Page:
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Enkhuizen [1] is a historic town in the Kop van Noord-Holland region, province of North Holland, the Netherlands. It is a popular tourist destination for Dutch holidaymakers, who come here mainly for water sports and the open air Zuiderzee Museum. Enkhuizen has a picturesque historic centre and is certainly worth a little detour when you're in the area.


View of the Enkhuizen water front

Enkhuizen was formerly know as the Herring City because of its long association with the herring fishery. The town originated in the Late Middle Ages and received its city charter in 1356. Enkhuizen quickly became an important harbour on the former Zuiderzee, and its fortifications were built in the 16th century. As one of the first cities to join the Dutch Rebellion in 1572, it grew in wealth and importance in the 17th century. It was one of the Dutch cities with a chamber in the Dutch East India company VOC, and its herring fleet was the largest in the Netherlands. At the time, the city had some 25,000 inhabitants (currently approx. 18,000). Like so many other Dutch cities however, it declined drastically in the 18th and early 19th century, leaving only 5,400 people in 1850. Because of its eccentric position on the east coast of West-Friesland, these days it has given precedence to nearby Hoorn, leaving it a relatively small and quiet, pleasant town.

  • VVV tourist information office Enkhuizen, Tussen Twee Havens 1, +31 228 313 164 (), [2]. Tu-Sa 10AM-2PM, Su-Mo closed.  edit

Get in[edit]

By car[edit]

Coming from the Amsterdam A10 ring road, take the A8 and then the A7 in the direction of Hoorn. Coming from the north (Friesland), the A7 will also bring you to Hoorn. From there, follow the N302 to Enkhuizen (travel time approx. 55 minutes from Amsterdam). Coming from the centre or east of the Netherlands, take the A6 to Lelystad, and from there follow the N302 (Markermeer dike) to the north (travel time approx. 30 minutes from Lelystad).

Parking in the city centre is only allowed with a parking disc (Mo-Sa 10AM-8PM, 3 hr maximum). It is best to use the free car park near the railway station.

By train[edit]

Enkhuizen has a direct Intercity connection to Amsterdam (travel time approx. 1 hr, €11,10 with OV-Chipkaart).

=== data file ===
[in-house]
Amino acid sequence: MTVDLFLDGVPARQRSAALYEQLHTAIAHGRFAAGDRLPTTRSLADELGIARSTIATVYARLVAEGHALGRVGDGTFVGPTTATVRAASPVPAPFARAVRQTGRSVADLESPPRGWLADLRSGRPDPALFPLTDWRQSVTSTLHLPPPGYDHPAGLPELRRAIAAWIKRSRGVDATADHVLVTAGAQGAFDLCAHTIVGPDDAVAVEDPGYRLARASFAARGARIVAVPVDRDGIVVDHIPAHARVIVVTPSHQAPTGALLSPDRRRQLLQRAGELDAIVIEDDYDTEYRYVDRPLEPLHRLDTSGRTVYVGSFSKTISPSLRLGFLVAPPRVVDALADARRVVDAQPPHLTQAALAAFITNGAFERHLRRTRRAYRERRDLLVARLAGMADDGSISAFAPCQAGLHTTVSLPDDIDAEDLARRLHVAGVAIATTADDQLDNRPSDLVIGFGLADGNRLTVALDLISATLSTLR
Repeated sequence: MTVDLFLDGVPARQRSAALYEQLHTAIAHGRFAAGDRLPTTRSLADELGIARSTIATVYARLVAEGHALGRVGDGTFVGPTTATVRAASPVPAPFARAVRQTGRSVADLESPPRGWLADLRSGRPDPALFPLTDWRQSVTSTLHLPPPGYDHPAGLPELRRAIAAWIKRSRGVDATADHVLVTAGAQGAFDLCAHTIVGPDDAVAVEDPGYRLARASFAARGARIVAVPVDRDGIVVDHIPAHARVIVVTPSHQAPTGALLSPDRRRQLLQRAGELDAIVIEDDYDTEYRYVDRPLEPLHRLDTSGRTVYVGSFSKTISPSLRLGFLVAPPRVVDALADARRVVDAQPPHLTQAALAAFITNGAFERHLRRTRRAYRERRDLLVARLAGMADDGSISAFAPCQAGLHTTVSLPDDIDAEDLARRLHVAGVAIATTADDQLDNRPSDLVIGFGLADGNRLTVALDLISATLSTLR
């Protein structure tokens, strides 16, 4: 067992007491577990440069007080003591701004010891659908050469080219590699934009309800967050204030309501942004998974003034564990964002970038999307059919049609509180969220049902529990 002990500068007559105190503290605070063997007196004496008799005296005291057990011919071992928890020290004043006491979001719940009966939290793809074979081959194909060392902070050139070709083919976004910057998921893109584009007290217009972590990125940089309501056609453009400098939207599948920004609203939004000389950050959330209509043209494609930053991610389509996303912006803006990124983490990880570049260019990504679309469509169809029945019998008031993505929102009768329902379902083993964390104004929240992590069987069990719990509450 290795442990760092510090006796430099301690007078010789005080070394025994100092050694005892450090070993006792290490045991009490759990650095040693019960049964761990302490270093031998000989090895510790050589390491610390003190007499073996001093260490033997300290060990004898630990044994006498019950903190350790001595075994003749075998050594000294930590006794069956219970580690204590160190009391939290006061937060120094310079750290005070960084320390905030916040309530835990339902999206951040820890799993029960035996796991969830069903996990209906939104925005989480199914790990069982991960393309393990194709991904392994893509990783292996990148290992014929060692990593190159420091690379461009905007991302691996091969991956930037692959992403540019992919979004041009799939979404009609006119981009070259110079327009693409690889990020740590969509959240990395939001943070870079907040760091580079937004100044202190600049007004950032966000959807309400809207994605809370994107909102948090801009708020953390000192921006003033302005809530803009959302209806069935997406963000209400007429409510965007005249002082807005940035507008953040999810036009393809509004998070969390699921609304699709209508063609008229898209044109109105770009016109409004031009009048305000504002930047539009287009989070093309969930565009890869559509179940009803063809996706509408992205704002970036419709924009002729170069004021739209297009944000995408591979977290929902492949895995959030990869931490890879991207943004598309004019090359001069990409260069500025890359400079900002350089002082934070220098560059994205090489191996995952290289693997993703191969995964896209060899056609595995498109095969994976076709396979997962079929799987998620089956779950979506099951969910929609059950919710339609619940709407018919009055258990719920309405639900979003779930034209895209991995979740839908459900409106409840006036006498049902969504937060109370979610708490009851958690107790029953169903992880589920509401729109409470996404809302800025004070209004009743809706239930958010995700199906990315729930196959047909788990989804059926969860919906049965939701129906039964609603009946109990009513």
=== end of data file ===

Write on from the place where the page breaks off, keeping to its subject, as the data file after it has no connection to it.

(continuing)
By bike[edit]

It is easy to get to Enkhuizen by bike from Hoorn (distance approx. 20 km or 1h15min). A more attractive option is to follow the Zuiderdijk along the IJsselmeer (27 km or 1h45min).

By boat[edit]

Of course, Enkhuizen is easily reached by boat as well.

In the Summer season, direct ferry connections run from Enkhuizen to Medemblik, Stavoren and Urk.

  • Ferry Enkhuizen-Medemblik, +31 229 214 862 (), [3]. This ferry runs from mid March until end of October, and is often taken in combination with a museum tram ride (see Do section). Tickets can be bought at the tourist information office. Travel time approx. 1h15m. Single ticket €10.30, age 4-11 €7.80.  edit
  • Ferry Enkhuizen-Stavoren, +31 228 326 667, [4]. May-Sep daily 8:30AM, 12:30AM and 4:30PM. Travel time approx. 1h20m. Single ticket €11, age 4-11 €7.  edit
  • Ferry Enkhuizen-Urk, +31 6 53 60 88 13 (), [5]. Jul-Aug daily 11AM and 6PM. Travel time approx. 1h30m. Single ticket €15, age 4-11 €10.  edit


  • Compagnieshaven, Compagnieshaven 7, +31 228 313 353 (), [6]. Apr-Jun, mid Aug-Sep daily 8AM-5PM; Jul-mid Aug daily 8AM-8PM; Oct daily 9AM-4PM; Nov-Mar Mo-Fr 9AM-2PM. Large marina with 625 berths and all necessary facilities for overnight stay.  edit

Get around[edit]

The town centre is small enough to be explored on foot. A bike is a good alternative.

Bike rentals[edit]

See[edit][add listing]

Town Hall

The Enkhuizen city centre is confined within its well-preserved 16th-century fortifications, with several canals crossing the town. It is a Protected Cityscape with over 360 registered National Monuments.


Enkhuizen's fortifications are largely preserved, even when the city walls themselves were torn down in the 19th century and transformed into a pleasant park. You can easily walk the wall remains and admire the views of the moat, the bulwarks, the remaining Koepoort gate, and the water gates, Boereboom and Oudegouwsboom.

Monumental buildings[edit]

  • Drommedaris (Dromedary), Paktuinen 1, [9]. Only open for cultural events, see website for programme and ticketing. The best-known landmark of Enkhuizen is this plump tower, named after its similarity with the one-humped camel. It used to be the South Gate of the city, located on the old harbour. It was built in 1540, and got its current form in the 17th century. It has a carillon of 44 bells dating from 1677. It is now used as a cultural centre, with three stages.  edit
  • Stadhuis (Town Hall), Breedstraat 53. Not open to visitors. The town hall was built in 1688 and is a fine specimen of Dutch classicism, and is still in use by the municipality of Enkhuizen. Its impressive collection of paintings can be visited online at the website Stadscollectie Enkhuizen  edit